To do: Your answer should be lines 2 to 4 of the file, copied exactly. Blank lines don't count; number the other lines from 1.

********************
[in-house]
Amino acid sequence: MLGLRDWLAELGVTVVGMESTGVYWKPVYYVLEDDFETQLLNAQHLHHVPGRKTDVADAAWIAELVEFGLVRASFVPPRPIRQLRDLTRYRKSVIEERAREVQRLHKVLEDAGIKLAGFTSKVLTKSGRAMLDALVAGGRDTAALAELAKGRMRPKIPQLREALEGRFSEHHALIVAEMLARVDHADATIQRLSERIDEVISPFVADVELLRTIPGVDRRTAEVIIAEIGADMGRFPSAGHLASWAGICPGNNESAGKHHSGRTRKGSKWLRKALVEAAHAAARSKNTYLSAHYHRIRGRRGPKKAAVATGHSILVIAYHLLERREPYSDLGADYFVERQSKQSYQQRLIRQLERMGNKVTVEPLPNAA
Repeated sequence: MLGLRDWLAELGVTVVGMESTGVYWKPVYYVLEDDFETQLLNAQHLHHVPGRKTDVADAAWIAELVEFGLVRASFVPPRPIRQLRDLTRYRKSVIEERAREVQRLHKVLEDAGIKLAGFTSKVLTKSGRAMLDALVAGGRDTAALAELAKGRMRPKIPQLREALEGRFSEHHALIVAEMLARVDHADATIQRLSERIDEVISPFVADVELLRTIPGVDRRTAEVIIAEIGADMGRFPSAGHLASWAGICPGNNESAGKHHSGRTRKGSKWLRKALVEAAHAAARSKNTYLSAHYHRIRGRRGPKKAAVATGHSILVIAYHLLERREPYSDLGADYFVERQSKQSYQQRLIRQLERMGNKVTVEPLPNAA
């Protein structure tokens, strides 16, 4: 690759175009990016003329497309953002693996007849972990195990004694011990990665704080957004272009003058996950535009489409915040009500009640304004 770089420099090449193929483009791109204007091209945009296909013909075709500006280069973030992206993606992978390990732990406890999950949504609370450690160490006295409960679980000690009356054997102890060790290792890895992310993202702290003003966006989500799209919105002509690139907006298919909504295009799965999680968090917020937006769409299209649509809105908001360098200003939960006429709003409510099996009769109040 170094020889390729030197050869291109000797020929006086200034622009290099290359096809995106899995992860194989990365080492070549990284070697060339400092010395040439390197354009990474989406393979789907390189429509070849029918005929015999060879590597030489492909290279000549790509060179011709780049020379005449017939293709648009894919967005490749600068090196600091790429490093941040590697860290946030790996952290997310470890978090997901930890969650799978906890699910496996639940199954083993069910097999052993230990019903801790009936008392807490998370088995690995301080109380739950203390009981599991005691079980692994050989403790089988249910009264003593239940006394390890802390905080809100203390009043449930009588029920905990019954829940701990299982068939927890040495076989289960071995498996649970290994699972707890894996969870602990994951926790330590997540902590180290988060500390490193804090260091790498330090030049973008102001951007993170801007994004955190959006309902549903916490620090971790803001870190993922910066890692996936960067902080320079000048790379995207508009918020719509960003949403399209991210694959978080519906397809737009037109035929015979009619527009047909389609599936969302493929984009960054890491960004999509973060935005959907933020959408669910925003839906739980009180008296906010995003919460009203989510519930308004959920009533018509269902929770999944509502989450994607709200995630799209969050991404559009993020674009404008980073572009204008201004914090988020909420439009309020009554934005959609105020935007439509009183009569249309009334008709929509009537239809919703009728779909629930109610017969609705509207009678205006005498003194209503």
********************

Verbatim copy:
Amino acid sequence: MLGLRDWLAELGVTVVGMESTGVYWKPVYYVLEDDFETQLLNAQHLHHVPGRKTDVADAAWIAELVEFGLVRASFVPPRPIRQLRDLTRYRKSVIEERAREVQRLHKVLEDAGIKLAGFTSKVLTKSGRAMLDALVAGGRDTAALAELAKGRMRPKIPQLREALEGRFSEHHALIVAEMLARVDHADATIQRLSERIDEVISPFVADVELLRTIPGVDRRTAEVIIAEIGADMGRFPSAGHLASWAGICPGNNESAGKHHSGRTRKGSKWLRKALVEAAHAAARSKNTYLSAHYHRIRGRRGPKKAAVATGHSILVIAYHLLERREPYSDLGADYFVERQSKQSYQQRLIRQLERMGNKVTVEPLPNAA
Repeated sequence: MLGLRDWLAELGVTVVGMESTGVYWKPVYYVLEDDFETQLLNAQHLHHVPGRKTDVADAAWIAELVEFGLVRASFVPPRPIRQLRDLTRYRKSVIEERAREVQRLHKVLEDAGIKLAGFTSKVLTKSGRAMLDALVAGGRDTAALAELAKGRMRPKIPQLREALEGRFSEHHALIVAEMLARVDHADATIQRLSERIDEVISPFVADVELLRTIPGVDRRTAEVIIAEIGADMGRFPSAGHLASWAGICPGNNESAGKHHSGRTRKGSKWLRKALVEAAHAAARSKNTYLSAHYHRIRGRRGPKKAAVATGHSILVIAYHLLERREPYSDLGADYFVERQSKQSYQQRLIRQLERMGNKVTVEPLPNAA
């Protein structure tokens, strides 16, 4: 690759175009990016003329497309953002693996007849972990195990004694011990990665704080957004272009003058996950535009489409915040009500009640304004 770089420099090449193929483009791109204007091209945009296909013909075709500006280069973030992206993606992978390990732990406890999950949504609370450690160490006295409960679980000690009356054997102890060790290792890895992310993202702290003003966006989500799209919105002509690139907006298919909504295009799965999680968090917020937006769409299209649509809105908001360098200003939960006429709003409510099996009769109040 170094020889390729030197050869291109000797020929006086200034622009290099290359096809995106899995992860194989990365080492070549990284070697060339400092010395040439390197354009990474989406393979789907390189429509070849029918005929015999060879590597030489492909290279000549790509060179011709780049020379005449017939293709648009894919967005490749600068090196600091790429490093941040590697860290946030790996952290997310470890978090997901930890969650799978906890699910496996639940199954083993069910097999052993230990019903801790009936008392807490998370088995690995301080109380739950203390009981599991005691079980692994050989403790089988249910009264003593239940006394390890802390905080809100203390009043449930009588029920905990019954829940701990299982068939927890040495076989289960071995498996649970290994699972707890894996969870602990994951926790330590997540902590180290988060500390490193804090260091790498330090030049973008102001951007993170801007994004955190959006309902549903916490620090971790803001870190993922910066890692996936960067902080320079000048790379995207508009918020719509960003949403399209991210694959978080519906397809737009037109035929015979009619527009047909389609599936969302493929984009960054890491960004999509973060935005959907933020959408669910925003839906739980009180008296906010995003919460009203989510519930308004959920009533018509269902929770999944509502989450994607709200995630799209969050991404559009993020674009404008980073572009204008201004914090988020909420439009309020009554934005959609105020935007439509009183009569249309009334008709929509009537239809919703009728779909629930109610017969609705509207009678205006005498003194209503």